How to Build a Bridge Between the Text and Context


As I teach younger men and women how to relay biblical messages one of the key things we focus on is building a bridge between the text and context. By that I mean we hold in tension the Truth of the scripture along with a keen awareness of the people in the audience. The natural tendency is to default to one or the other. You will either be so immersed in the text that you ignore the people you are presenting to or you will be so immersed in cultural context that you will ignore the depth of biblical truth in front of you. The two must relate because at the end of the day you are hoping to impress the truth of scripture into the lives of individuals and groups in modern context. Make no mistake, the scripture is the source of Truth and the audience is in need of Truth.

How to Build a Bridge Between the Text and Context

In the preparation process, after I have done some study and feel like I have the basic understanding of the text, I like to build the bridge by asking myself a simple question: “What is the problem to solve?” 

When my son was going to preschool we used to tell each other stories on the way to school. I’ll be honest, his stories stunk. Mostly because there wasn’t anything WRONG. The whole story was a happily ever after kind of deal. So I started coaching him on how to tell a story. I told him that every good story has a “problem to solve.It could be a relationship to heal, an enemy to fight, a fear to overcome, etc… but there needed to be a problem otherwise there was NO story, just information. 

I think some people sit bored in their chairs because the speaker hasn’t presented them with a problem. I know that if you are speaking out of the Bible that there will always be a problem to solve, if not immediately in the context of a story (such as getting God’s people out of bondage in Egypt), it will be in the overarching theological theme of a passage (Your sin separates you from God, you can’t overcome that on your own, you need a mediator… I can’t leave this hanging, his name is JESUS).

I know it sounds simplistic right? But it really does help me to set up how I will bridge between the text and the culture or the culture and the text. When coming from the text, “Sin” will always seem to be that problem to solve. But sin looks like a lot of different things and each text will highlight a different aspect of sin, or how it causes a separation from God, or how we are incapable of dealing with it on our own, or how people have tried to deal with sin and failed, etc. So while it may be simplistic to answer, “sin,” it is helpful to explore that element a moments and use it to build tension at the beginning of your message.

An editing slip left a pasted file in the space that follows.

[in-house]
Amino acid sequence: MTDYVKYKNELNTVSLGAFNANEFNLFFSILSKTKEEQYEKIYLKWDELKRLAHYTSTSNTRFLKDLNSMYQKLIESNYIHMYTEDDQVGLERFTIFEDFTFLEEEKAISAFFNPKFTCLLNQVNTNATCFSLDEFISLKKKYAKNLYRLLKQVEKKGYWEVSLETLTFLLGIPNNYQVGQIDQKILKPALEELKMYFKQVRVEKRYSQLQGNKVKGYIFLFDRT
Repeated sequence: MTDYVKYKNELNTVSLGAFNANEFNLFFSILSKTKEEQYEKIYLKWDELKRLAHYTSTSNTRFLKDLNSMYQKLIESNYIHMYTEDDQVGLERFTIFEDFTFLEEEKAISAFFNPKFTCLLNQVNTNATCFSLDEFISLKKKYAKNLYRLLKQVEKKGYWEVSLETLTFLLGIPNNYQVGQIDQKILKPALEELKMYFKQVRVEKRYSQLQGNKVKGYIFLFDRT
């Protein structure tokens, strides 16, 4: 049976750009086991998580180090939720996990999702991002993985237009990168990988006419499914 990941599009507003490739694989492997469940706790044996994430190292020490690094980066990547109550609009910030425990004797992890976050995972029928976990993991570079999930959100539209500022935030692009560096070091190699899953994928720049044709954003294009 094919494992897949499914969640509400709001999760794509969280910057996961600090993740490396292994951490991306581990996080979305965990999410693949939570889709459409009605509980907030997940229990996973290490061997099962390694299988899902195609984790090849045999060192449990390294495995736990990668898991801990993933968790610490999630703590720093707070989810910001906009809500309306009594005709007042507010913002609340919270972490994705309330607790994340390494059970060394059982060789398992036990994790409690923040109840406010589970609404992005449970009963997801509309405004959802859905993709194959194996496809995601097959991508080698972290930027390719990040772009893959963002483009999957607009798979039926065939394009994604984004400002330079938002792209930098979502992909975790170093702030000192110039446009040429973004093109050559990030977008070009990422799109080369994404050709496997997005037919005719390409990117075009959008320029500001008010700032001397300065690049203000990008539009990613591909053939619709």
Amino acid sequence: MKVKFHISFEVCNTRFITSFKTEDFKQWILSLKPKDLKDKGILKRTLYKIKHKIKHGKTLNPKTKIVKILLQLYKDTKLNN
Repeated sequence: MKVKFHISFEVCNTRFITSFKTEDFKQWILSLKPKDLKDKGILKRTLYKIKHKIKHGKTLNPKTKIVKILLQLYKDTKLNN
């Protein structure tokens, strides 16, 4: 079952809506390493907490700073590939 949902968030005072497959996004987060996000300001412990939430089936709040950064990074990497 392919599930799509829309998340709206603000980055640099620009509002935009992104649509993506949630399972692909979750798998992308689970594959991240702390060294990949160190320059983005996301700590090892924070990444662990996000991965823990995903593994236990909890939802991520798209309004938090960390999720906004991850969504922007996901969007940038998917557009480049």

Sometimes I will begin with a personal story, “there was a time in my life that I couldn’t forgive this guy…” and let it go from there into the text, “But listen to what Jesus says about forgiveness

Sometimes I will share a more general statement like, “What do you do when everyone around you is screaming at you to do something like, ‘fight! fight! fight!’? You know that if you fight, you have given into the crowd and if you don’t, everyone is going to call you a ‘chicken’ and laugh at you.” Then I move into the text from there: “Today I want to look at a similar situation in the scripture where Jesus encountered a crowd who was pressing in and trying to trick him, instead of saying ‘fight! fight! fight!, they threw a woman out into the way and said they had caught her in the very act of…

By putting the problem to solve at the forefront of your presentation you are showing the audience right off the bat that what you have to say matters to them, it applies to their life, they are a part of this now and in the end when you call for some sort of response to the preaching or teaching of God’s Word… It will make sense to either accept or reject what you have said. There is a huge difference between sharing information and showing a man his problem and providing the solution.

 

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One thought on “How to Build a Bridge Between the Text and Context

  1. Not that I have the experience you have, but from the short time I have led youth, as well as through my public school teaching, I find that the use of rhetorical questions at the beginning of any lesson or teaching gives students an objective while studying and listening to scripture. This presents the “problem” the audience must figure out, and it is more enlightening to them when they reach that revelation through the study. Sin will always be the problem to solve, like you said. A recent topic of discussion my group studied was anxiety and stress. “Does having anxiety in my life mean that I do not have faith in Jesus Christ?” This question does not sit well at first, yet it gives the audience an objective during the lesson. Students want to know if they are falling in this category. The lesson ends with a discussion of the difference between unbelief versus having your faith attacked, many of us categorized in the latter. Sin is still the problem here; it being that our desire for God is not the priority it should be. Jonathan’s point is that it gives them something to listen for because not every student has the ambition of desiring God, like a child for his mother, especially when most of us sit in church scrolling through social media or simply thinking about lunch or dinner. There has to be conviction from time to time. Introspectively, I could challenge myself to listen more for the “problem” in the sermon as well. Good information, Jonathan.

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